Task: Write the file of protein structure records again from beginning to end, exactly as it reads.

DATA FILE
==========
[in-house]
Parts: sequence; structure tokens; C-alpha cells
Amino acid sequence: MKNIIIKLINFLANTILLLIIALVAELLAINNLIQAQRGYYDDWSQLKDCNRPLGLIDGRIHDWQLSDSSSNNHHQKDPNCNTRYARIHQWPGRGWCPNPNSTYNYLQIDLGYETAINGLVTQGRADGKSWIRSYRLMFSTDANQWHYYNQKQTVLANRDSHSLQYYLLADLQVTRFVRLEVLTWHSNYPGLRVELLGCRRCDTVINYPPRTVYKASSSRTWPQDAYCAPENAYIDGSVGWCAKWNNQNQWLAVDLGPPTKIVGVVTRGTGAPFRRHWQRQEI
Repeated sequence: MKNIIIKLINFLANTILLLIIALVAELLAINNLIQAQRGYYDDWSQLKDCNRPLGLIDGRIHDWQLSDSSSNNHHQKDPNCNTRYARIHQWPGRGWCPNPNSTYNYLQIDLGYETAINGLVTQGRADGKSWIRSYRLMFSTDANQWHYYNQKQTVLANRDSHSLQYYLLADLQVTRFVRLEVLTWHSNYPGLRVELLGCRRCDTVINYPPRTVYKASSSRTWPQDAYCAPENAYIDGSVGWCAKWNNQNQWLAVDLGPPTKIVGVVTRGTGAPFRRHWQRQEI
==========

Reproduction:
[in-house]
Parts: sequence; structure tokens; C-alpha cells
Amino acid sequence: MKNIIIKLINFLANTILLLIIALVAELLAINNLIQAQRGYYDDWSQLKDCNRPLGLIDGRIHDWQLSDSSSNNHHQKDPNCNTRYARIHQWPGRGWCPNPNSTYNYLQIDLGYETAINGLVTQGRADGKSWIRSYRLMFSTDANQWHYYNQKQTVLANRDSHSLQYYLLADLQVTRFVRLEVLTWHSNYPGLRVELLGCRRCDTVINYPPRTVYKASSSRTWPQDAYCAPENAYIDGSVGWCAKWNNQNQWLAVDLGPPTKIVGVVTRGTGAPFRRHWQRQEI
Repeated sequence: MKNIIIKLINFLANTILLLIIALVAELLAINNLIQAQRGYYDDWSQLKDCNRPLGLIDGRIHDWQLSDSSSNNHHQKDPNCNTRYARIHQWPGRGWCPNPNSTYNYLQIDLGYETAINGLVTQGRADGKSWIRSYRLMFSTDANQWHYYNQKQTVLANRDSHSLQYYLLADLQVTRFVRLEVLTWHSNYPGLRVELLGCRRCDTVINYPPRTVYKASSSRTWPQDAYCAPENAYIDGSVGWCAKWNNQNQWLAVDLGPPTKIVGVVTRGTGAPFRRHWQRQEI